It is possible that the expected rebound in economic activity this summer due to the draw of tourism may be a mirage and lead to a sharp stop at September. More voices are pointing out the "hot autumn", which is why the PwC Economic Consensus decided to reduce its growth forecast for Spain from 4.3% down to 4%. This is below the 4.3% government had also predicted.
This quarterly survey has been prepared by the firm from more than 450 businessmen, experts and managers. It estimates a growth rate of 3% for 2023. In this case, there is a notable drop of nearly nine tenths in comparison to the previous edition.
PwC has confirmed that the impact of the conflict in Ukraine is "threatening to have a severe effect on growth" based on its analysis of the survey results. They add that the rise in energy prices and associated risks of them being transferred to the economy and wages pose a threat to economic activity, employment, and the competitiveness for companies.
The experts' prediction for the summer quarter is positive. However, the perception shifts significantly when respondents are asked how they would rate the economic situation over the next year. The majority of respondents predict that the economic situation will get worse. This idea is supported by up to 46%.
Inflation is the greatest problem facing the Spanish economy, according to the results of the survey. The experts' estimate for inflation at the end the year increased by two points in a quarter, from 4.69% up to 6.64%. PwC warns that this forecast is likely to be wrong "if we consider that it was not based on the provisional data for June", and that there has been a historical increase in CPI to 10.2%. Underlying inflation also increased by 5.5% during that period.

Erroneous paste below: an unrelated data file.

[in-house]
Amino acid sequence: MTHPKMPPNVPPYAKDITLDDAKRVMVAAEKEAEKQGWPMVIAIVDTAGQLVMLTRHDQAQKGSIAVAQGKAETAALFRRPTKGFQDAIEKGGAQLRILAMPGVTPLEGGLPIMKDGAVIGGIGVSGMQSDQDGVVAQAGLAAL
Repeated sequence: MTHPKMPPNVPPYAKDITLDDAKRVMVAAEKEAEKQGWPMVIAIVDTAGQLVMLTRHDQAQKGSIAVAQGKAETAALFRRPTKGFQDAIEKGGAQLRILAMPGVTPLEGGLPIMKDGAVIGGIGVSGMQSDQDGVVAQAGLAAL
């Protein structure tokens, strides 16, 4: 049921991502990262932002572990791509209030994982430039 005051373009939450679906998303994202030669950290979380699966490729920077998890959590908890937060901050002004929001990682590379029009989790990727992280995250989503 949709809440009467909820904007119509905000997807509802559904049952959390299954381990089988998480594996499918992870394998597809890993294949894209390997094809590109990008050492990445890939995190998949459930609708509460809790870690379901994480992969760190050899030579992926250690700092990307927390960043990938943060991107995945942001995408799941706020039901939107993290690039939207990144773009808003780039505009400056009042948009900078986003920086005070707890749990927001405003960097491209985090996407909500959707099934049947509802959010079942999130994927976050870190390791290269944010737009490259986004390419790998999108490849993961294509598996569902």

The inflationary environment has created a problem in that prices have risen and companies are taking steps to offset the cost increases without reducing their profit margins. The outlook for consumers is not encouraging, as it was predicted by managers. In particular, 63.7% said they expect to see prices rise in the next few months. This percentage is the highest in the entire history of the survey.
According to PwC, "The main cause of the increase in non-salary expenses, primarily those related to energy," is the majority of the responses. This is the explanation of two thirds of respondents. It is significant, however, that 26% of respondents attributed the increase in salary costs to it (from 13% - 26%).
They warn that "This could be a serious indicator of the transfer price and cost increases up the wage chain, raising probability of second-round effect or at the very least, it is a sign to be afraid that this dangerous indirect effect can be achieved.
This is the reason for pessimism regarding future growth. It's also based on "a worsening financial situation of families" and "a fall in both consumption and demand for housing in the next six month, according to 43.5% of those surveyed", which was due to inflation and lower real disposable income.
With this situation and public finances still in significant imbalances, three-fourths of respondents believe that the government must create a long-term and medium-term fiscal consolidation plan.
The least appealing option of all the options is lowering taxes for everyone. Only 23% support this policy as a way to reduce the family's impact on the crisis. They prefer to keep current taxes, and take advantage of inflation's extra collection to reduce the deficit and public debt.